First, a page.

In this article, you will learn to interface a TM1637 4-digit 7-segment display module using MicroPython code and Raspberry Pi Pico W. We shall see various ways to display characters on TM1637 and will also attempt to make a simple clock to display time in 24-hour format.
In a previous article, we described how to interface a 7-segment display with Raspberry Pi Pico, where we connected Raspberry Pi Pico with a 7-segment display as shown below.
But interfacing individual 7-segment displays requires a lot of wires (one for each segment). The TM1637 module makes it easier to interface with 7-segment displays using just 4 wires to communicate with a four-digit display.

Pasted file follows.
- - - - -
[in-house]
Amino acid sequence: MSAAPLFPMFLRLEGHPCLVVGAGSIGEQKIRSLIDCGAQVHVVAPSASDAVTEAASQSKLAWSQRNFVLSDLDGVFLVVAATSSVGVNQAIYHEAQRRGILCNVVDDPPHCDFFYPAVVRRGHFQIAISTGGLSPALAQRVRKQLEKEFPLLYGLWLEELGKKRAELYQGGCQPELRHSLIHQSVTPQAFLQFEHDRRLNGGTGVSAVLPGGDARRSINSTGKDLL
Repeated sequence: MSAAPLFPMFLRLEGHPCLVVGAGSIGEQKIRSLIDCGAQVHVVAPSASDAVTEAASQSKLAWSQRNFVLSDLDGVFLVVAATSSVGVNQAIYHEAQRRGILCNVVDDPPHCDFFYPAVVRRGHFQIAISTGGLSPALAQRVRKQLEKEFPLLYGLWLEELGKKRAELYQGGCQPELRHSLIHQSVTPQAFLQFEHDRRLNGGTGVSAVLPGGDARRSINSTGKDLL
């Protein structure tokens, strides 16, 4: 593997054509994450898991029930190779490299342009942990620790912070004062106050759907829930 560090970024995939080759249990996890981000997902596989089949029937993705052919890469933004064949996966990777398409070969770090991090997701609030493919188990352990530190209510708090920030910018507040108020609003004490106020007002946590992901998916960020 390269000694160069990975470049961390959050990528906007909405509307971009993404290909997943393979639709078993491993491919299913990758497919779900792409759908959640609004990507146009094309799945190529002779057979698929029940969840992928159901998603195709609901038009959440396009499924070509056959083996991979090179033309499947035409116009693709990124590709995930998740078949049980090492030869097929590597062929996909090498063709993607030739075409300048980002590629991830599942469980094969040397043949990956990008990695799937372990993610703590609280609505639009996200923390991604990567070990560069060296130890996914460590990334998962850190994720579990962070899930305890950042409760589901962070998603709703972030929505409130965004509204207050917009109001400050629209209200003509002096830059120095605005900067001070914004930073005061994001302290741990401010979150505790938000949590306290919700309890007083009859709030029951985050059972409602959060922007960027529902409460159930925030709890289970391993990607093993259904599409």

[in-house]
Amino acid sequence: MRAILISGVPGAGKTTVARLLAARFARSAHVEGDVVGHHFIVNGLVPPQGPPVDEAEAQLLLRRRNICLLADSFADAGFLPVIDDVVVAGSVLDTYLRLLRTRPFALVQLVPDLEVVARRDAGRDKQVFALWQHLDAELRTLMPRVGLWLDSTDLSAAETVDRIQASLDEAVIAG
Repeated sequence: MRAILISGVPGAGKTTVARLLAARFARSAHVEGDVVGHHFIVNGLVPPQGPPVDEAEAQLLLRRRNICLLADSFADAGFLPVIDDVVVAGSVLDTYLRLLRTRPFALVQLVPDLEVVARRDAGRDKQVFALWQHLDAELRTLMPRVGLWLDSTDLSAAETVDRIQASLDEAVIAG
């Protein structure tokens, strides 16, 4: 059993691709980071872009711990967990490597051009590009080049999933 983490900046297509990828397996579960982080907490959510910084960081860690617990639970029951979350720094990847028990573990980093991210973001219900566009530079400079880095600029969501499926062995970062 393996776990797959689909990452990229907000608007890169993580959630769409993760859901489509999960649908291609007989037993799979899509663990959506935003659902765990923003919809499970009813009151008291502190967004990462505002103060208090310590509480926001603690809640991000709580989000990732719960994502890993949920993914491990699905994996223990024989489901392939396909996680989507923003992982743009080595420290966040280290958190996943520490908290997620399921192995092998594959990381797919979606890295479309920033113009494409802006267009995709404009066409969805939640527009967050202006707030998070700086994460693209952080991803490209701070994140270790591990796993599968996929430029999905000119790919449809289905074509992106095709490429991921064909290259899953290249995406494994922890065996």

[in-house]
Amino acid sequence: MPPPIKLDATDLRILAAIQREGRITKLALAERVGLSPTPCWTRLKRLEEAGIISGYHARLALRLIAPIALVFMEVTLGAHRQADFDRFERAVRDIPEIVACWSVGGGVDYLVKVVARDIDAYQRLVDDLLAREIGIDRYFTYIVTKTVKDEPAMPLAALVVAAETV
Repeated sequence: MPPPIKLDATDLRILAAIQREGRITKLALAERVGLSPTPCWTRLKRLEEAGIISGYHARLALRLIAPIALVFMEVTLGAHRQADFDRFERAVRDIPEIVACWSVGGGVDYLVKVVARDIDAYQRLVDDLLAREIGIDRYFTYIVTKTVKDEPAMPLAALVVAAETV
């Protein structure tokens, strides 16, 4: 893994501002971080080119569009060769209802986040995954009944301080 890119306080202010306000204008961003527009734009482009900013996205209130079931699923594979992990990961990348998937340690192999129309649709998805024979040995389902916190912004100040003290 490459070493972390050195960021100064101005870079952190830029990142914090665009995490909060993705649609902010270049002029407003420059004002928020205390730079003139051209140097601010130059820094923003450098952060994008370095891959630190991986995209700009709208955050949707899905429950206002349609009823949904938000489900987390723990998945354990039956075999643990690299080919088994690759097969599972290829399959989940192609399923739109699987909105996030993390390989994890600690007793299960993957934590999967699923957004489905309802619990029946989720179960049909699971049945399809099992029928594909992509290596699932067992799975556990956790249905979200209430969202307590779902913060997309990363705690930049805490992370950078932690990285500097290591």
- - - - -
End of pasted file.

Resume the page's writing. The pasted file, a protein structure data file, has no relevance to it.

- A Raspberry Pi Pico or Pico W.
- A TM1637 7-segment display module.
- Breadboard and connecting wires.
- USB cable to connect the Raspberry Pi Pico.
Overview Of TM1637 4-Digit 7-Segment Display
The TM1637 module is a popular display driver module commonly used to drive 7-segment LED displays. The TM1637 module consists of a driver chip (the TM1637 IC), a set of 7-segment LED display elements, and a colon separating the 7-segment displays. The driver chip takes care of the low-level control of the LED segments, allowing the user to easily interface with the module using a microcontroller or other compatible devices.
To interface TM1637 with a microcontroller, we require only two data pins (CLK and DIO) and two power supply pins (VCC and GND). The TM1637 module supports common anode 7-segment displays.
Pinout description of TM1637:
|CLK||Clock pin is used to synchronize data through the DIO pin.|